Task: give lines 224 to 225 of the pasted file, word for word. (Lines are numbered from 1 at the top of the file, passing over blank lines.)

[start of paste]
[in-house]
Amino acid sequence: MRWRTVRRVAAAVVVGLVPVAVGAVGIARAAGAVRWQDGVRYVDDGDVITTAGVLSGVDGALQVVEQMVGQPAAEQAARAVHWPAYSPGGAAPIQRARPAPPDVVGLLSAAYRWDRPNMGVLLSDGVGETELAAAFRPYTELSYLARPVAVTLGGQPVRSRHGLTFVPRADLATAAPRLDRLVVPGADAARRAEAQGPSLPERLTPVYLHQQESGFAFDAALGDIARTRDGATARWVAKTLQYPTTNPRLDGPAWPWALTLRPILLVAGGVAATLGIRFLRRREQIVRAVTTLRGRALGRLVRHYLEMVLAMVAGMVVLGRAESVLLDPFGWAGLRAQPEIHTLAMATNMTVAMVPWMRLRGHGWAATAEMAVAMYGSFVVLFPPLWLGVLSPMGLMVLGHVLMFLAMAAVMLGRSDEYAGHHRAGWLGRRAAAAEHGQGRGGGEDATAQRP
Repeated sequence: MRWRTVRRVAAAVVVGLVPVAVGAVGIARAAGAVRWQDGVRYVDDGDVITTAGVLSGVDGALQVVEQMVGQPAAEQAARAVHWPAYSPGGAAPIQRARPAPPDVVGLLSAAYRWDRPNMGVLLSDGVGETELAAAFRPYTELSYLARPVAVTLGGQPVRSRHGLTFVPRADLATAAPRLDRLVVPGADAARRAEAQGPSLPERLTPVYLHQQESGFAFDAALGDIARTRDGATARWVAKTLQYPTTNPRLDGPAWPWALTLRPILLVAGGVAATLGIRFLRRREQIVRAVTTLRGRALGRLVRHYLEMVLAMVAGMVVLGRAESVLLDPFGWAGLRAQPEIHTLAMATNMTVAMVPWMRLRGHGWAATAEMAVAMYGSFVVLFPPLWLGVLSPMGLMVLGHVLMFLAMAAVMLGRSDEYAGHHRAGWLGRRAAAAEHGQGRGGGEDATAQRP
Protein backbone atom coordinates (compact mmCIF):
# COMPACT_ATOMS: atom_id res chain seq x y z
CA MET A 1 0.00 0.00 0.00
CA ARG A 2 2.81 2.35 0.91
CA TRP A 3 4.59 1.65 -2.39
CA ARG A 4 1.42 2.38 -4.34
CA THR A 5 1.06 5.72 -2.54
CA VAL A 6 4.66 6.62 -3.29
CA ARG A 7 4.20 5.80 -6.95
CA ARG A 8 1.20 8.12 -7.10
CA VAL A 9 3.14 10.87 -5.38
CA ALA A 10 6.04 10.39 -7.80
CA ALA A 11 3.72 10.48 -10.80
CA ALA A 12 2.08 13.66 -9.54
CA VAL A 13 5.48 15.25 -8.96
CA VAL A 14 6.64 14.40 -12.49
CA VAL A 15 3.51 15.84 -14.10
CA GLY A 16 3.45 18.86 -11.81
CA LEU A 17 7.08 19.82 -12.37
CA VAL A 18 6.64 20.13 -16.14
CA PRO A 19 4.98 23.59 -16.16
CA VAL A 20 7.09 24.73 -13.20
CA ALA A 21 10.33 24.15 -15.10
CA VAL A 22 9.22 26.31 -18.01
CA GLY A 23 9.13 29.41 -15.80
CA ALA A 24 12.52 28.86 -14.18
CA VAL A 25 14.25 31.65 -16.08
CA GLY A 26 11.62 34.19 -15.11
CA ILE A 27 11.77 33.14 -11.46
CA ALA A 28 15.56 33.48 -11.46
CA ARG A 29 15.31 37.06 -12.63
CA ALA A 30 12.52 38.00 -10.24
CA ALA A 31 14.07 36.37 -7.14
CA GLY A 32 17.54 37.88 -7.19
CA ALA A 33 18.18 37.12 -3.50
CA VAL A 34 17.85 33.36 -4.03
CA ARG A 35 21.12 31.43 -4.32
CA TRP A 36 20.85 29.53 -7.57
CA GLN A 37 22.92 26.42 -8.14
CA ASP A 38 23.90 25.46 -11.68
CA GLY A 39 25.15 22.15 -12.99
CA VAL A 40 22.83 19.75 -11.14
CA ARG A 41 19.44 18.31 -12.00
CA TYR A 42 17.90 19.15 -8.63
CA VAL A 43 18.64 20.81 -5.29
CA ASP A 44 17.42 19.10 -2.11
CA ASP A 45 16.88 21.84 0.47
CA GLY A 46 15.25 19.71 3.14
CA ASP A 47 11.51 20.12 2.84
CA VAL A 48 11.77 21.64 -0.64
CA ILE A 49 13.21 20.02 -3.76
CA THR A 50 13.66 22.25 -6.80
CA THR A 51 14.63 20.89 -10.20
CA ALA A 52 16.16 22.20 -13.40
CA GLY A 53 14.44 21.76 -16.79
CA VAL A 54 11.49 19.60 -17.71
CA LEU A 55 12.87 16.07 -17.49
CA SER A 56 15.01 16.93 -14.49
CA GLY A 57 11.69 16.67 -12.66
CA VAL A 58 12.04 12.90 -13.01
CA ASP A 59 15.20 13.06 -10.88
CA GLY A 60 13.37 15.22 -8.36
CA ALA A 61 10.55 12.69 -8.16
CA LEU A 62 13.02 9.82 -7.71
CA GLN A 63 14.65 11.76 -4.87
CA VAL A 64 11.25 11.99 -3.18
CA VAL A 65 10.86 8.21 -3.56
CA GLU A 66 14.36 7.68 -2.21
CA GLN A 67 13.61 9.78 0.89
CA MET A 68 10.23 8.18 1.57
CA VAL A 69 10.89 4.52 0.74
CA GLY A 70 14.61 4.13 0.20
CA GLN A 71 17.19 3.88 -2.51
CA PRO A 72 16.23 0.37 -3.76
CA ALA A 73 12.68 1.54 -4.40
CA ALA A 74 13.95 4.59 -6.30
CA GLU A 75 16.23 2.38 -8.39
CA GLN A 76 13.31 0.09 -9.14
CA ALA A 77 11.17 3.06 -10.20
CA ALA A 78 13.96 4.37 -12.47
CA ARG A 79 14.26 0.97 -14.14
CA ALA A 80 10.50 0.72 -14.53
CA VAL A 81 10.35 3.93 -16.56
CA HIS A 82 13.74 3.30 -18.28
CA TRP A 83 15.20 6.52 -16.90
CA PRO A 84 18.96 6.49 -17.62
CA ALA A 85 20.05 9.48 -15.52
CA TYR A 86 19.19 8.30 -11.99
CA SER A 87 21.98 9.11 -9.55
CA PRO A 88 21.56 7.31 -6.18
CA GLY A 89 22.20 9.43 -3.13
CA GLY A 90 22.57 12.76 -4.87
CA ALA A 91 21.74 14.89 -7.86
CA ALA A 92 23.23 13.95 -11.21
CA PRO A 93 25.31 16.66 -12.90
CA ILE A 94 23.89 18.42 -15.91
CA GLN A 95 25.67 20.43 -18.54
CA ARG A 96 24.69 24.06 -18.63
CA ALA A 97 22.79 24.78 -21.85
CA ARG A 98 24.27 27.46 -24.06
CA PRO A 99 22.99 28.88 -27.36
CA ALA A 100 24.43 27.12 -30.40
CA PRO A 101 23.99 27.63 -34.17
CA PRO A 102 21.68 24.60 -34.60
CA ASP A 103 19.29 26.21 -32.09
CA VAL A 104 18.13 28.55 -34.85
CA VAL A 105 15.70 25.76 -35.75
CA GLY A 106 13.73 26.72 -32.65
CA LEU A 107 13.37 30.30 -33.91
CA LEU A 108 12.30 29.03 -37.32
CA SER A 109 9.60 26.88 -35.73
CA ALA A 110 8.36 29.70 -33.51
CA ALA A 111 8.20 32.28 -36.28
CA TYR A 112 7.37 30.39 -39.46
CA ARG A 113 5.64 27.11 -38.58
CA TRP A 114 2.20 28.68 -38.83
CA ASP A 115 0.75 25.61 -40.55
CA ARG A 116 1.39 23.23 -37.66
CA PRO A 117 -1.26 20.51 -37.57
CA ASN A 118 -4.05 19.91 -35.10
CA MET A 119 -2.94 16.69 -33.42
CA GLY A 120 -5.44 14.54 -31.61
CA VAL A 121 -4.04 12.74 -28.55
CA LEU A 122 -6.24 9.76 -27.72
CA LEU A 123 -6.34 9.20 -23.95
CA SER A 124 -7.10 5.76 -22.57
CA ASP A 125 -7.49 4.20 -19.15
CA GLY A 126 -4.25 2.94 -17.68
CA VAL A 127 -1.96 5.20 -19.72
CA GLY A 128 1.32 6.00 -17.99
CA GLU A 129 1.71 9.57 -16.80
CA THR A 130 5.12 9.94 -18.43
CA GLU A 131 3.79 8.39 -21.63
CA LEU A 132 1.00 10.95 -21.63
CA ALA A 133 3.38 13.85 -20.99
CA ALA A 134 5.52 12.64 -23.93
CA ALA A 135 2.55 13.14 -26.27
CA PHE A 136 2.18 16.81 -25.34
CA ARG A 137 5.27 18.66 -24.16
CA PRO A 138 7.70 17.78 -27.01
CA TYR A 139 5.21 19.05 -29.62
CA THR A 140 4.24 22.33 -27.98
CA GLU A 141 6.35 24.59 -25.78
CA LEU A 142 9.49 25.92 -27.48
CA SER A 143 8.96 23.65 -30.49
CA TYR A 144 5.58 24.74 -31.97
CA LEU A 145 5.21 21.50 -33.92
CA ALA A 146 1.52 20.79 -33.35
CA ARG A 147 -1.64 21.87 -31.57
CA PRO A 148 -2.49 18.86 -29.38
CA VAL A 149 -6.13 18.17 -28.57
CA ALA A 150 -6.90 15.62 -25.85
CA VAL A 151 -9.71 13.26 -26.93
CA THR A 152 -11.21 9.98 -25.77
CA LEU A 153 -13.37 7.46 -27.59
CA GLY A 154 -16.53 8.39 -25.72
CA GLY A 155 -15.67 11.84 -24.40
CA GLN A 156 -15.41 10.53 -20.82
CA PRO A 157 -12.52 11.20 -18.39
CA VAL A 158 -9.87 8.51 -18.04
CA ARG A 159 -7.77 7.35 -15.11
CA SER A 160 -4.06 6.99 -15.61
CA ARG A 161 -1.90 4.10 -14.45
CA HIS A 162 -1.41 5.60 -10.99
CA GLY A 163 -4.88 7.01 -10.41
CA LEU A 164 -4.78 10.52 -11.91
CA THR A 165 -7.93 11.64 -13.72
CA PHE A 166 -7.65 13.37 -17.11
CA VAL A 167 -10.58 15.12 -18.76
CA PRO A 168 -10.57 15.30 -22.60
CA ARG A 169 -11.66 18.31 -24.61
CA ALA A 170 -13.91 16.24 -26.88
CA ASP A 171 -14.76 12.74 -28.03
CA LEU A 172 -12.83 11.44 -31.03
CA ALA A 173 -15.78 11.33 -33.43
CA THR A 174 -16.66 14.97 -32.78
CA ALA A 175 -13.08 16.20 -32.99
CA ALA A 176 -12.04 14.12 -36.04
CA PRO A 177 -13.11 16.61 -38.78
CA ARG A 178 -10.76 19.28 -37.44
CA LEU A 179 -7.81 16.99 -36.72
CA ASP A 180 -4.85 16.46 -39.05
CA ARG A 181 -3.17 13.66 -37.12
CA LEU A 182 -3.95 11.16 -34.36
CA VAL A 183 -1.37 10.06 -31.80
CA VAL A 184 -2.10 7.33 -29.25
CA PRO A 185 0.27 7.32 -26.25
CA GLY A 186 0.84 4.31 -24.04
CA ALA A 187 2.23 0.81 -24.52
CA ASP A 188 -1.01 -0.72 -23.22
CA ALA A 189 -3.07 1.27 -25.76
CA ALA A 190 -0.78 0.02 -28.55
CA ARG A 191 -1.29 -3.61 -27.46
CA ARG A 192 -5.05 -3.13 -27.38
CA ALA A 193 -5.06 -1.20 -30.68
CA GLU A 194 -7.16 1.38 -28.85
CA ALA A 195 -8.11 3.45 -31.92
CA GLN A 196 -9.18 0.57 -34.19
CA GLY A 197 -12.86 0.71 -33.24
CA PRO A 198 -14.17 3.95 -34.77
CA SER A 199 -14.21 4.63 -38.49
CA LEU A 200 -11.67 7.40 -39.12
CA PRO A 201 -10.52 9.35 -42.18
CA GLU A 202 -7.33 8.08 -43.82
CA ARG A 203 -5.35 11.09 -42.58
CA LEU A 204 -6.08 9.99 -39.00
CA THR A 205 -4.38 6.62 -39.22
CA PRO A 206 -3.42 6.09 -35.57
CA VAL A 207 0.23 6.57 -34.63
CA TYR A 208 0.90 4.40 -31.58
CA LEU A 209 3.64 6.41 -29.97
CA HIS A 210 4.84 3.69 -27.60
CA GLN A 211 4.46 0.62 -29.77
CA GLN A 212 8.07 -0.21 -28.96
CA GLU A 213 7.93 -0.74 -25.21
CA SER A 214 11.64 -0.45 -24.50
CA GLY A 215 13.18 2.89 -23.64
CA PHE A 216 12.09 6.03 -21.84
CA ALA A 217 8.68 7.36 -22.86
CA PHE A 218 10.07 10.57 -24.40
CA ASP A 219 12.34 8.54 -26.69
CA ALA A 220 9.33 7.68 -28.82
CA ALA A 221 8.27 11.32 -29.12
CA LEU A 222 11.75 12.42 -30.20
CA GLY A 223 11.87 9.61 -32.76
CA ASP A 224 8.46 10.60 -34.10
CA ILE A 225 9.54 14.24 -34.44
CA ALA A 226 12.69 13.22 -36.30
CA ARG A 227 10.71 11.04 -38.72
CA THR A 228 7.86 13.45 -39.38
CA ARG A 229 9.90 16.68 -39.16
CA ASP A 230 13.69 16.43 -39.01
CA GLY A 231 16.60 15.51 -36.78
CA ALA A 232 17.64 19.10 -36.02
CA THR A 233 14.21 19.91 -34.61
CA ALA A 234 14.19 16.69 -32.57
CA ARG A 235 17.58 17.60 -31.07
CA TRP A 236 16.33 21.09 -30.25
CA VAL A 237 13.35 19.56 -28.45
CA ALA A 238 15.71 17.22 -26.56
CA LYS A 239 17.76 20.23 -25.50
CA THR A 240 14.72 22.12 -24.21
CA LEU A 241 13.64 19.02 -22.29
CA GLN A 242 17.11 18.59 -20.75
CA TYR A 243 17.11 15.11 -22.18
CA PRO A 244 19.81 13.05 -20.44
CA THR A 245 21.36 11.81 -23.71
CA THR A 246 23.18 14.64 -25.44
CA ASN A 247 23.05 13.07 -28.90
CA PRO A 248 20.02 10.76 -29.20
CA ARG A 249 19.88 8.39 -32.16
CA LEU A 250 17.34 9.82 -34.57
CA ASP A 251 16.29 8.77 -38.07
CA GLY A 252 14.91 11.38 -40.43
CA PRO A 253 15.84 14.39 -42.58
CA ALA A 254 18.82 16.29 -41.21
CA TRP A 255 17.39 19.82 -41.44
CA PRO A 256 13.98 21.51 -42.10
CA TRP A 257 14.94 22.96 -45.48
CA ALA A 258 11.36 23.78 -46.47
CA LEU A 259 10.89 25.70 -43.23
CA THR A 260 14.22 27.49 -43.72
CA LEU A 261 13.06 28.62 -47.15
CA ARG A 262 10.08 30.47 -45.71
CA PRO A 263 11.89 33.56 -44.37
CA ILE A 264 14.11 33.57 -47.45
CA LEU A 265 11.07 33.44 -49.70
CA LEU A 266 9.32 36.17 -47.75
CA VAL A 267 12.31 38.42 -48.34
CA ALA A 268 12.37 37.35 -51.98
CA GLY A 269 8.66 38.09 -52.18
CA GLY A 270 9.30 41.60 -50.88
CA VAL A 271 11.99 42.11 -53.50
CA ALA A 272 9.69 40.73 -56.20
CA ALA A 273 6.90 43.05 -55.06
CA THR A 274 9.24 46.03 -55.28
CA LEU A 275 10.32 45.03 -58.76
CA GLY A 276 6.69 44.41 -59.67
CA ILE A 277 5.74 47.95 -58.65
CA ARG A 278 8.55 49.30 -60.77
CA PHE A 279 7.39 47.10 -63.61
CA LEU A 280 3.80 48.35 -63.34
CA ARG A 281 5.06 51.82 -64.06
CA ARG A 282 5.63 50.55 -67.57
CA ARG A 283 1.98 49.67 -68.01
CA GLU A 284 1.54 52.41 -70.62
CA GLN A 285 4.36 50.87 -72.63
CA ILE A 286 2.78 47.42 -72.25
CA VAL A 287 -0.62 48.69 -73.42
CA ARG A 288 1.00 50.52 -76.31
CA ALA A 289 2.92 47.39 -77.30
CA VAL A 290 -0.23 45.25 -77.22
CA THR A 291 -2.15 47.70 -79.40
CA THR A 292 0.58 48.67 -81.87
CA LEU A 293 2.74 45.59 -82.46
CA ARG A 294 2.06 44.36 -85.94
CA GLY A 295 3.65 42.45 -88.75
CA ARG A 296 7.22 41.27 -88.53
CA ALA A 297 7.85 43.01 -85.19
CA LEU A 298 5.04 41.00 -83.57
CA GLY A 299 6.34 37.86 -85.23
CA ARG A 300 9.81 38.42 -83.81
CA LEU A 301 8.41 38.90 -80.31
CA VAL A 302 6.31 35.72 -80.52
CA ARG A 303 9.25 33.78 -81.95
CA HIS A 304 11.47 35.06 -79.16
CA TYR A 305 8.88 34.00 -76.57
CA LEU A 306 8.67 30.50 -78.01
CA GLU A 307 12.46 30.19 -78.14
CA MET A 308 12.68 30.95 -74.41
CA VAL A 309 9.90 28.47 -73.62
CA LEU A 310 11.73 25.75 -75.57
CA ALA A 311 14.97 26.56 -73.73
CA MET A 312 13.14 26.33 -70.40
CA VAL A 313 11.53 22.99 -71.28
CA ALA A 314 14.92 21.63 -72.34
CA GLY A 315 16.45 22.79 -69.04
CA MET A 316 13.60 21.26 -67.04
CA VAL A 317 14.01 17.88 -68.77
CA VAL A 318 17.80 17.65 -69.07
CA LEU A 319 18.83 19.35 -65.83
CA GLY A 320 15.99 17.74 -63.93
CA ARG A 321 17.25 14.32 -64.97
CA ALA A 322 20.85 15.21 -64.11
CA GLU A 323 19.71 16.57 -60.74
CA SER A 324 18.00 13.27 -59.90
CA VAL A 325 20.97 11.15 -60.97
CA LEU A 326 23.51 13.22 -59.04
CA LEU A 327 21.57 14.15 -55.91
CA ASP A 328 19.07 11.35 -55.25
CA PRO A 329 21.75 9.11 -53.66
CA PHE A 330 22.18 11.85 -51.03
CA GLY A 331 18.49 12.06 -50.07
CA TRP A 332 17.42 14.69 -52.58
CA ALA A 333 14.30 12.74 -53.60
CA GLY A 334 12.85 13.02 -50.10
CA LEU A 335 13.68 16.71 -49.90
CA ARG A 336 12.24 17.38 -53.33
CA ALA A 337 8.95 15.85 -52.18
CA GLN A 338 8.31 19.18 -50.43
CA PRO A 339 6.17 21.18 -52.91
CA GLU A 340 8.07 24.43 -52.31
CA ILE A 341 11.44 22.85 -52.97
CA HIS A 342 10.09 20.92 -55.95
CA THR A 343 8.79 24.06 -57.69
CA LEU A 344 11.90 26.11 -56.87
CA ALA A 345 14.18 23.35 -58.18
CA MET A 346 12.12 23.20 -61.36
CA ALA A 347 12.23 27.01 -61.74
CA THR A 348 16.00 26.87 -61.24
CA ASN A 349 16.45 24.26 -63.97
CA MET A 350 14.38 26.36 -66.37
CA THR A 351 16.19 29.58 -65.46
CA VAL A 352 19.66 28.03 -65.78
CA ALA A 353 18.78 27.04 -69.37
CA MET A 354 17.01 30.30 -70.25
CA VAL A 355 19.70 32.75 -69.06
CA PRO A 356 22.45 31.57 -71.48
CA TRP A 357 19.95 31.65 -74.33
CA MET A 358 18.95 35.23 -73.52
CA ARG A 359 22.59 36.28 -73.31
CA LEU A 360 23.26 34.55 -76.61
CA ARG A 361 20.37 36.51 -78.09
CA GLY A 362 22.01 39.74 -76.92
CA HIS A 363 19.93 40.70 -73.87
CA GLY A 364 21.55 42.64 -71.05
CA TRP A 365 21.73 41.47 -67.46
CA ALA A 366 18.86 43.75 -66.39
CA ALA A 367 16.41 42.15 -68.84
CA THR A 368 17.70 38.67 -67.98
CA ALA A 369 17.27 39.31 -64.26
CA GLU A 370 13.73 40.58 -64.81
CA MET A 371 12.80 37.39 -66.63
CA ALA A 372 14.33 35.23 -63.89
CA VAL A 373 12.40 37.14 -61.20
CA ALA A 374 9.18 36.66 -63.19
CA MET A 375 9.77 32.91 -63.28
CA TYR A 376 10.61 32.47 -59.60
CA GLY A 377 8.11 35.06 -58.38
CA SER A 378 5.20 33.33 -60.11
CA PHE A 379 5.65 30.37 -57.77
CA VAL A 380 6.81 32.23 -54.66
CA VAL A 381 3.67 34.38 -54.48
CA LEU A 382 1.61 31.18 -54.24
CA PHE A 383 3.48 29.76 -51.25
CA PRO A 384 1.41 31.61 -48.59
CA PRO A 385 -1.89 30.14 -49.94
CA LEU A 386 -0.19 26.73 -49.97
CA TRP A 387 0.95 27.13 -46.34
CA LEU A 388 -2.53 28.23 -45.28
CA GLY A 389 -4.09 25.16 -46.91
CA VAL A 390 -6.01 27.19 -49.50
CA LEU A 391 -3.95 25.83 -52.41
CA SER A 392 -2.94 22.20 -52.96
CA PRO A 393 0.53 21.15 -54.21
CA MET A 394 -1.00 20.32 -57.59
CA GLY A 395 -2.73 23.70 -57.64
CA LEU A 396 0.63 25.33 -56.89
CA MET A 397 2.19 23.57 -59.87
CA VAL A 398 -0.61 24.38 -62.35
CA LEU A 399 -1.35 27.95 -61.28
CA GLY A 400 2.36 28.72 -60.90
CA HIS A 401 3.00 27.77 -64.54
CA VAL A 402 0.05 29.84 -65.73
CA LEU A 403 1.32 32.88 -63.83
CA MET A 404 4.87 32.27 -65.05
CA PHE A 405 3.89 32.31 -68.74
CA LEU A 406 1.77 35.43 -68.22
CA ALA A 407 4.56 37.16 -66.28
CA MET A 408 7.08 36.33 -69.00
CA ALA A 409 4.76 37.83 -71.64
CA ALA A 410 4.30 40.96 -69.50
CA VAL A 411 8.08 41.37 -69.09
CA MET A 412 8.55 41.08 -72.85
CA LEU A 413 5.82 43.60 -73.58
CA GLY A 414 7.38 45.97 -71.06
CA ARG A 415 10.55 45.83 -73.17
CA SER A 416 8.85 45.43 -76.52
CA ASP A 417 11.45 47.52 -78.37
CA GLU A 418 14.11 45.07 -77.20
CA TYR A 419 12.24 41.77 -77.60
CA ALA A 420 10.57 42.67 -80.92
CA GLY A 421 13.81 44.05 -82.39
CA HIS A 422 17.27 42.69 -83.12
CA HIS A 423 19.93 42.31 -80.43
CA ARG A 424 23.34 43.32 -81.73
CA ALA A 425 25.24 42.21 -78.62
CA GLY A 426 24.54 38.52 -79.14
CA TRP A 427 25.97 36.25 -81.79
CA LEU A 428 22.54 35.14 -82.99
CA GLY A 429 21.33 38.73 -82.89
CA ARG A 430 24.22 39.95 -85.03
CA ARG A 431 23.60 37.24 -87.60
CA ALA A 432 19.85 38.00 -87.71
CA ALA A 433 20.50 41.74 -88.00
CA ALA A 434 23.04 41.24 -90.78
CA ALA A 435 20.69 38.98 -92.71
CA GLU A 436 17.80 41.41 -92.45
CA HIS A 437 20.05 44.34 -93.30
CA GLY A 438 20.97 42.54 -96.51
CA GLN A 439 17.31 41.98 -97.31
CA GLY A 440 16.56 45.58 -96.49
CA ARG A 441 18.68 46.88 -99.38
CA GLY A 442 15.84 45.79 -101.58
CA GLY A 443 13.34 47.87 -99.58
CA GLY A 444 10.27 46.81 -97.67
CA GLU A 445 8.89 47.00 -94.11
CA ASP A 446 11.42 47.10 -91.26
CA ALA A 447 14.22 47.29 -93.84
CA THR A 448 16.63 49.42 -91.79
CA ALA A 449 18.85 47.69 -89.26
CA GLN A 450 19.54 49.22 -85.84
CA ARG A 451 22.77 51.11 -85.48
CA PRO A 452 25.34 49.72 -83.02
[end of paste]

CA ASP A 219 12.34 8.54 -26.69
CA ALA A 220 9.33 7.68 -28.82